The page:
Activation of TGR5 signaling pathway increases intracellular calcium level and stimulates GLP-1 release in enteroendocrine L cells

TGR5 overexpression modulates GLP-1 secretion in vivo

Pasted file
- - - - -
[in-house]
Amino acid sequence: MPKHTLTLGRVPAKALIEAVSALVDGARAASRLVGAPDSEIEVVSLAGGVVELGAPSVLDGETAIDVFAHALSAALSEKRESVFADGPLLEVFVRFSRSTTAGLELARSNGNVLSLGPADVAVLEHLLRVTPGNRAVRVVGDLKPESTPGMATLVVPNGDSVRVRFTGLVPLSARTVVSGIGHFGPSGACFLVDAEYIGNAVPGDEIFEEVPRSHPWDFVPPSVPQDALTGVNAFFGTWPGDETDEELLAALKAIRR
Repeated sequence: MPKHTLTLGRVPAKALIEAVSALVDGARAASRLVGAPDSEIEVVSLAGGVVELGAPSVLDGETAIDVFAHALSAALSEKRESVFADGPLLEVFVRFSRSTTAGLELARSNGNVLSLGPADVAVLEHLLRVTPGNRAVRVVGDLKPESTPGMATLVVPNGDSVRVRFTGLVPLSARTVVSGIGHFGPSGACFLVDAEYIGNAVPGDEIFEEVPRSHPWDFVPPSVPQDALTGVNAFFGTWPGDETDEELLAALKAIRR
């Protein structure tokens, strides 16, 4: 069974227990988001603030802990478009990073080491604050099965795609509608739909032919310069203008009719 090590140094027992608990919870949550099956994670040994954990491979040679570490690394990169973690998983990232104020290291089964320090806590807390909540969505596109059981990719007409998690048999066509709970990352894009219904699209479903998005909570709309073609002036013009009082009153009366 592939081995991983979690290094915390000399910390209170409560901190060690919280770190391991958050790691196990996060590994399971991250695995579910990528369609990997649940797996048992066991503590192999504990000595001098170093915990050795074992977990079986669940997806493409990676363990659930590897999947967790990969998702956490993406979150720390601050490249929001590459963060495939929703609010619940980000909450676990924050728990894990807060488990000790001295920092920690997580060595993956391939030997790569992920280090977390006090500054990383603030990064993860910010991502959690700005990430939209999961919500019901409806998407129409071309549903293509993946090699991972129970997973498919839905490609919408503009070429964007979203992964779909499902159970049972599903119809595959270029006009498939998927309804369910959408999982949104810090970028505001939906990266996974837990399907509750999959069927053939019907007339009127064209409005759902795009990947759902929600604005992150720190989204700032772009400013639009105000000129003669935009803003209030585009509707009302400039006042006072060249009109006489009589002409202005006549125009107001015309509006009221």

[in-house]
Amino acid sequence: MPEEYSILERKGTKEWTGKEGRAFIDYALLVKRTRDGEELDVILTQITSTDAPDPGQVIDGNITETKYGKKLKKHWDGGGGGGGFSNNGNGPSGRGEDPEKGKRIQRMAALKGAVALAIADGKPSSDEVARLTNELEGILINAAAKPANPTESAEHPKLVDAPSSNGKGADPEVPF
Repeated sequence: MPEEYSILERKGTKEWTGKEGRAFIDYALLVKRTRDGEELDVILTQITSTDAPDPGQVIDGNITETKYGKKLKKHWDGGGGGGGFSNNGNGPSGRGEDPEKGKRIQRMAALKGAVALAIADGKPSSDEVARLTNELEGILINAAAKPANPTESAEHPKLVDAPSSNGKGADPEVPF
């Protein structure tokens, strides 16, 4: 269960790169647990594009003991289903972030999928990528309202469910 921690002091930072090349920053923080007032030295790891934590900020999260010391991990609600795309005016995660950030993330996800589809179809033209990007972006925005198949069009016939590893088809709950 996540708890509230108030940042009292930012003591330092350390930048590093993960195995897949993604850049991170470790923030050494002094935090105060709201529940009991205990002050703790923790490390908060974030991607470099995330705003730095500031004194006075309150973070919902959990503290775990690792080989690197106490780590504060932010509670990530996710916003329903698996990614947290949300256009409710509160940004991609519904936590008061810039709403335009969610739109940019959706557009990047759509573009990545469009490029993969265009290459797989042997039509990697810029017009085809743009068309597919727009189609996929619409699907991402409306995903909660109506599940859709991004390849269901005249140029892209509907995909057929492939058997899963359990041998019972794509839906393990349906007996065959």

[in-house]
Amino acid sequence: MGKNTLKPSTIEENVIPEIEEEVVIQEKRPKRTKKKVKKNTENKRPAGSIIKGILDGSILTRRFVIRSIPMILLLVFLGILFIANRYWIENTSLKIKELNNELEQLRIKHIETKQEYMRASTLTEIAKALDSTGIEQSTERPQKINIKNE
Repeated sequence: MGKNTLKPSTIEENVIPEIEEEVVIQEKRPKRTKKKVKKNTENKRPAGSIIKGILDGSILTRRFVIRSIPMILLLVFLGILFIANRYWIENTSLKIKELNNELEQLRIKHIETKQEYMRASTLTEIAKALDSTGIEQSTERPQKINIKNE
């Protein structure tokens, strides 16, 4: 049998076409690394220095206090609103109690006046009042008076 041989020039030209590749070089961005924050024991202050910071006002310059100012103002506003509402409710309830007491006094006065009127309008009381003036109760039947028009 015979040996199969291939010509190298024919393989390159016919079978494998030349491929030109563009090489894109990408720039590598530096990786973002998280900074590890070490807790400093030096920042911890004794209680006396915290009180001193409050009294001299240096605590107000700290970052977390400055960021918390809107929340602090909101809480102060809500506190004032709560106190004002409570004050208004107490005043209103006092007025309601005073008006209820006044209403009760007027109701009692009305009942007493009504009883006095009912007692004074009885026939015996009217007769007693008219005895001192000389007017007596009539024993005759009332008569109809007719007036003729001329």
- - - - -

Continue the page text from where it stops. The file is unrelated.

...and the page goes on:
To further evaluate the metabolic role of enhanced TGR5 signaling, we assessed the impact of transgenic overexpression of TGR5 in vivo in the context of diet-induced obesity (DIO) in mice. TGR5 transgenic mice (TGR5-Tg) were generated by oocyte injection of the bacterial artificial chromosome (BAC) RP23-278N11 (Figure S4A). By quantitative real-time PCR, TGR5-Tg mice were shown to have integrated 6 copies of the RP23-278N11 BAC clone, leading to a robust TGR5 mRNA expression, restricted to most tissues that express TGR5 normally (Figure S4B). Glucose tolerance was markedly improved in TGR5-Tg mice challenged for 10 weeks with a high fat (HF) diet compared to control HF-fed littermates (Figure 3A), whereas no difference was noticed in mice on chow diet (CD) (data not shown). In contrast to our expectations, no differences were observed in body weight gain between wild-type and TGR5-Tg mice on chow or high fat diet (Figure S5A and B), demonstrating that improvement of glucose tolerance in TGR5-Tg mice could not be attributed to the confounding effects of weight loss. The absence of weight gain in TGR5-Tg mice, in the wake of an increase in energy expenditure (Figure S5C) was explained by a reduction of locomotor activity (Figure S5D). Since, GLP-1 receptor knock-out mice display a marked hyperactivity (Hansotia et al., 2007), we administered the GLP-1 receptor agonist exendin-4 to wild-type mice in order to assess whether the decrease in locomotor activity in TGR5-Tg mice could be linked to GLP-1 secretion. Exendin-4 efficiently and dose-dependently reduced locomotor activity in mice. Interestingly, at 1nmol/Kg, we noticed a significant decrease in locomotor activity while the mice were still eating properly (Figure S5E and F).